such as one by Ahron Beer (1738–1821), a cantor atvarious times in Bamberg, Paderborn, and Berlin,indicate its use in an entry dated 1782 for another textof the avoda service, v’khakh haya omer.Apart from its theological and emotional link to theTemple era, to Jewish antiquity, to the sacred historicalparameters of ancient Jerusalem, and even to whatsome perceive as a form of communication with God(the sacrificial system) that ended with the destructionof the Second Temple, the inclusion of the seder avodain the Yom Kippur liturgy is widely interpreted as anexpression of the Jewish people’s yearning both forspiritual liberation and redemption and for nationalrestoration—albeit on religious terms.The first thirty-six measures of the opening movement,marked “Maestoso,” are devoted to the introductionand modest development of the biblical cantillationelement. Allusions to pentatonic modality in someof the harmonic treatment contribute to a flavor ofantiquity as much as to a sense of timelessness. Amutation of that motive, achieved primarily by itsdotted rhythmic alteration—which gives it an entirelydifferent, joyful character—acts as a contrastingsecond subject (a’, if we consider the cantillationmotive as “a” and the v’hakohanim tune as “b”).The v’hakohanim tune, set up by a harbinger of itsrhythmic incipit (intervalically altered), begins inearnest at measure 76. There, following an inventivemodulation to E major/C-sharp minor, one hears itsemblematic and identifying upward-moving sequenceof triplets—introduced in a solo piano passage withquiet authority (Lento). Those triplets (which, in someother traditional variants, can comprise unequal notevalues) seem in this artistic context inherently to invitedevelopment through extended pianistic displaysof motoric octave passagework; and the composerexploits that invitation to its fullest throughout themovement. Punctuated by ornately arpeggiated,cadenza-like solo passages, the three themes alternateand become intertwined until they fade away at theconclusion of the movement with a final echoed referenceto the cantillation motive.The brief second movement is based almost entirely onthe tune of Artza alinu, one of the most familiar andenduring Zionist-oriented songs associated with thealutzim—the pioneer settlers in Palestine during thedecades prior to statehood. In a succession of severaldistinct waves of immigration (aliyot; sing., aliya) fromEurope beginning in the 1880s, they came to reclaim,rebuild, reestablish, and take up permanent residencyin the ancient Land of Israel as the reborn Jewishnational homeland. As a historical principle of Zionism,however, aliya implies more than simple immigration.It signifies the primary mode of commitment to therealization of the Zionist ideal—for which Weinbergand most of his colleagues in the Jewish national artmusic movement had a solid affinity that derived fromthe concept of modern cultural rejuvenation. The termaliya translates literally as “elevation” or “ascending,”connoting—even in biblical literature—an ascentrather than merely a relocation or a return. In modernZionist ideology it refers to such immigration to theLand of Israel (whether in its pre- or post-state phase)as a form of hands-on participation in Jewish nationalrebirth. The alutzim could, therefore, be consideredto be elevating themselves to the assumption of adirect role in the reconnection to Jewish political antiquityand in the embryonic stage of development of themodern Jewish polity.Beginning with the First Aliya (1882–1903), which wasnot yet even wedded indelibly to political Zionism,and extending through three successive waves of aliya(1904–14; 1919–23; and 1924–28), the olim (immigrants)were propelled naturally toward fashioning and singingsecular Hebrew songs that reflected the ideals of their“new” modern Jewish identity, their new social andcultural values, and their commitment to rebuildingthe land—agriculturally as well as spiritually. Thisaggregate Hebrew song repertoire, which enjoyed itsripest maturation and evolved to its fullest beginningwith the Third and Fourth Aliyot, comprises modernHebrew adaptations of transplanted European(Russian, Ukrainian, and Polish, as well as Yiddish)folksong, Hassidic melodies, formerly liturgical tunes,and even Russian operatic excerpts; indigenous Arabic,7 8.559457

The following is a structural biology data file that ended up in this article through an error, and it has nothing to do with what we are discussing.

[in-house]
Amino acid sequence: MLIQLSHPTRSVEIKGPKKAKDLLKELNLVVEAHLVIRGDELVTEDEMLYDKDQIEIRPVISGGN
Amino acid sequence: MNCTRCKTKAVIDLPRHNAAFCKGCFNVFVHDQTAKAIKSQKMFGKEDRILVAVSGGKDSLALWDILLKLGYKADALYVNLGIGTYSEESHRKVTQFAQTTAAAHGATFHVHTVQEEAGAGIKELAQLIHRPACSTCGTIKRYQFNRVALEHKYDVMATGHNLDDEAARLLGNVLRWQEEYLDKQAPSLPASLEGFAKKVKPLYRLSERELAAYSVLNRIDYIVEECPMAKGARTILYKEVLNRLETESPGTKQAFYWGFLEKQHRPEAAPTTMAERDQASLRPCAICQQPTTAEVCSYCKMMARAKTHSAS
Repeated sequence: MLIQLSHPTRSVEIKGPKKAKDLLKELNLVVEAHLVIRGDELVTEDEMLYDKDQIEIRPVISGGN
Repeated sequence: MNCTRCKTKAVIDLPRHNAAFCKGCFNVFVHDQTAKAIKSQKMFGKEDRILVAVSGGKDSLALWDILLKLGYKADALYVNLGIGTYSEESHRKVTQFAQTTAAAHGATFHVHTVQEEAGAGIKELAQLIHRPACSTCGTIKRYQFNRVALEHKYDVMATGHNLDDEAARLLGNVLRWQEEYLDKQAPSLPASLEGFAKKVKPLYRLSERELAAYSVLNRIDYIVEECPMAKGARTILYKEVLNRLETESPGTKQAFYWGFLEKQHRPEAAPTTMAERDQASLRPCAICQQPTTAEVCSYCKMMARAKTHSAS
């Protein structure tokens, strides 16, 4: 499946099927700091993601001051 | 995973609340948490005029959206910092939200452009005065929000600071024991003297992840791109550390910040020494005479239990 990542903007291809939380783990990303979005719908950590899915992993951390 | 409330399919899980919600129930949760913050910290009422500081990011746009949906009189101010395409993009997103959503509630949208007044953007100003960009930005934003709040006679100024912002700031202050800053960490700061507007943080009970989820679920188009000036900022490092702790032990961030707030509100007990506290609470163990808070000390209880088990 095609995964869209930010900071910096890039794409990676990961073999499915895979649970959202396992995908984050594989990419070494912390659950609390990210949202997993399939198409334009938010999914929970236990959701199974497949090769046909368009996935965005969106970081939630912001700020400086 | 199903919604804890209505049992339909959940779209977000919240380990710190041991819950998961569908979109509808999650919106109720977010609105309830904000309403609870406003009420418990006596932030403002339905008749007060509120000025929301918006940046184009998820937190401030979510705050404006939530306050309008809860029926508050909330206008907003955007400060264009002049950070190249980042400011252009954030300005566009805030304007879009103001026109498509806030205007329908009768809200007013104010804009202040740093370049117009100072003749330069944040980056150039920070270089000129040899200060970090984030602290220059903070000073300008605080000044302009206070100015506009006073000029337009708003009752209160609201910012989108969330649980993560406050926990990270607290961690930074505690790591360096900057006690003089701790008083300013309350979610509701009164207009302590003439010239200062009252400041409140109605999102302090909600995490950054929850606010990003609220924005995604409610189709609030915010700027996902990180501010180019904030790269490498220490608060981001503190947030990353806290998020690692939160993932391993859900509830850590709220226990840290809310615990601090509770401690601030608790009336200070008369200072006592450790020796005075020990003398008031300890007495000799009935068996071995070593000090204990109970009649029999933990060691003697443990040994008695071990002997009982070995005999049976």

Download Liner Notes PDF - Milken Archive of Jewish Music